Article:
Am J Perinatol 2017; 34(06): 576-584
DOI: 10.1055/s-0036-1596054
Original Article
Thieme Medical Publishers 333 Seventh Avenue, New York, NY 10001, USA.

Early Treatment for Neonatal Abstinence Syndrome: A Palliative Approach

Jennifer Hudson
1  Department of Pediatrics, Greenville Health System, Greenville, South Carolina
,
Rachel Mayo
2  Department of Public Health Sciences, Clemson University, Clemson, South Carolina
,
Lori Dickes
3  Department of Parks, Recreation, and Tourism Management, Clemson University, Clemson, South Carolina
,
Liwei Chen
2  Department of Public Health Sciences, Clemson University, Clemson, South Carolina
,
Windsor Westbrook Sherrill
2  Department of Public Health Sciences, Clemson University, Clemson, South Carolina
,
Julie Summey
2  Department of Public Health Sciences, Clemson University, Clemson, South Carolina
,
Bradley Dalton
2  Department of Public Health Sciences, Clemson University, Clemson, South Carolina
,
Kindal Dankovich
4  University of South Carolina School of Medicine Greenville, Greenville, South Carolina
› Author Affiliations
Further Information

Publication History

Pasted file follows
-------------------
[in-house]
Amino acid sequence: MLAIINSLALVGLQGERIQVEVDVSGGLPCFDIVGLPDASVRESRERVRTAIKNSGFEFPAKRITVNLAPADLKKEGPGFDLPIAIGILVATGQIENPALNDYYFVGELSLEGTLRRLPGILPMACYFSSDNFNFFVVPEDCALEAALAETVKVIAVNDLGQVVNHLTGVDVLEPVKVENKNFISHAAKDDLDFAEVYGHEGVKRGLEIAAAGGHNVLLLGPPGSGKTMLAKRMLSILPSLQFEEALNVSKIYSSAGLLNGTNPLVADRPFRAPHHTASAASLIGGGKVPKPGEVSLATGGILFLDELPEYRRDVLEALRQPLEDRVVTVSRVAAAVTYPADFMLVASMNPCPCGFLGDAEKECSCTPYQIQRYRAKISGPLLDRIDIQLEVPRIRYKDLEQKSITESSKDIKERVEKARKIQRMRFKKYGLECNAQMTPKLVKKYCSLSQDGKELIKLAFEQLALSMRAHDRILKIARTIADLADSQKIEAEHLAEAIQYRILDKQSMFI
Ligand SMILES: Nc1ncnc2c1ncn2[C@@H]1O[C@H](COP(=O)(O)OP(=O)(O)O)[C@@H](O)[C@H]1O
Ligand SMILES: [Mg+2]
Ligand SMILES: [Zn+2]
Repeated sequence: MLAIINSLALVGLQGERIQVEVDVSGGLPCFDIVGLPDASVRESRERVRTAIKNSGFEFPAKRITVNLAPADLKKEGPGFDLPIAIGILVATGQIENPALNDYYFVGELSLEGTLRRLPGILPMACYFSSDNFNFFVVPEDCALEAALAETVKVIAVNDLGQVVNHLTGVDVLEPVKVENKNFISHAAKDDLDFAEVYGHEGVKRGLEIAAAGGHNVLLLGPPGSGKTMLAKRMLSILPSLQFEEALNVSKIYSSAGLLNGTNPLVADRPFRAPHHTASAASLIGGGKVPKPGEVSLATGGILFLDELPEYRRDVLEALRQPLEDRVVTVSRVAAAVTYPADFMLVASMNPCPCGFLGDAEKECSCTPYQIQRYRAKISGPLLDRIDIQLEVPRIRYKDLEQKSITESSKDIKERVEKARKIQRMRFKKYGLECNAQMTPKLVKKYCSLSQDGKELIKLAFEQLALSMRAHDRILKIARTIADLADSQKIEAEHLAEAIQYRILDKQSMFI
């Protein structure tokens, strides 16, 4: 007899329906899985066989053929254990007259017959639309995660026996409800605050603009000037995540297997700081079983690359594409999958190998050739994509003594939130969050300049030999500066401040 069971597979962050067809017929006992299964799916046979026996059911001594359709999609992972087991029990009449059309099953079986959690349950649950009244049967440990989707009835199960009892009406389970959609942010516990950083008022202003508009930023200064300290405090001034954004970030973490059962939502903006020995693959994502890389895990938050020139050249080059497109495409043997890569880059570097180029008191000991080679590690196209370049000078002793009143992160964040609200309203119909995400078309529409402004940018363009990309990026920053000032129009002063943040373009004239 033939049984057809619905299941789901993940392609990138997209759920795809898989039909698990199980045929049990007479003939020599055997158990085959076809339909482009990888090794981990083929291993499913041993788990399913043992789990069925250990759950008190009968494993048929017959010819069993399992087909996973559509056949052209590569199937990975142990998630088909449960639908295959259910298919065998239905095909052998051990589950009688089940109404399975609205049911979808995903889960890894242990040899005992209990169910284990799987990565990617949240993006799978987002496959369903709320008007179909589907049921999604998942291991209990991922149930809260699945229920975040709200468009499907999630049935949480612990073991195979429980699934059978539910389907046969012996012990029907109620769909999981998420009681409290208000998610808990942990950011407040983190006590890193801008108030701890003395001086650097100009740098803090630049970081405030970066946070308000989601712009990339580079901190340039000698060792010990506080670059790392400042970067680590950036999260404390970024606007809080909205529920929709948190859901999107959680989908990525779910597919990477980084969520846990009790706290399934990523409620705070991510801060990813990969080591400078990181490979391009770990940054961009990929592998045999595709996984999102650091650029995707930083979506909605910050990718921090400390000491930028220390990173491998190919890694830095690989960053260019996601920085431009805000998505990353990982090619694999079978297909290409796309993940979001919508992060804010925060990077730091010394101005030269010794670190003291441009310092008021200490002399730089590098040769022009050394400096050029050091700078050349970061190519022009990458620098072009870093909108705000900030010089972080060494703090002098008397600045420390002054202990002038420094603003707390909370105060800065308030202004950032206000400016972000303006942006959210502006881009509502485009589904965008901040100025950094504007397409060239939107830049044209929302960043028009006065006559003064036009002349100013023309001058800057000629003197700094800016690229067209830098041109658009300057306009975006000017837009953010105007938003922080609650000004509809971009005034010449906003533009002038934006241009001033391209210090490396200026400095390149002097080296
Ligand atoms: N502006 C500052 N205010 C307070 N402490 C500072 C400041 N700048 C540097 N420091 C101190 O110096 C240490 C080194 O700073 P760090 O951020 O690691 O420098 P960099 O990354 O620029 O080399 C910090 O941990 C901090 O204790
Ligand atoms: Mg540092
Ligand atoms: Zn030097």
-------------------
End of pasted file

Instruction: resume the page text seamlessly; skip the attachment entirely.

02 July 2016

25 October 2016

Publication Date:
01 December 2016 (eFirst)

Abstract

Objective To describe medical, safety, and health care utilization outcomes associated with an early treatment model for neonatal opioid withdrawal.

Study Design This is a retrospective review of 117 opioid-exposed infants born in a large regional hospital and treated in the level I nursery with methadone initiated within 48 hours of birth.

Results For this cohort, mean length of stay was 8.3 days. Hospital safety events were infrequent; there were no medication errors or deaths. Within 30 days of discharge, 14% of infants visited the emergency department; 7% were readmitted. Per birth, mean hospital charges were $10,946.96; mean costs were $5,908.93.

Conclusion This study is the first to describe an early treatment model in a low-acuity nursery to prevent severe neonatal opioid withdrawal. The described model may be safe, effective, low-cost, and feasible for replication.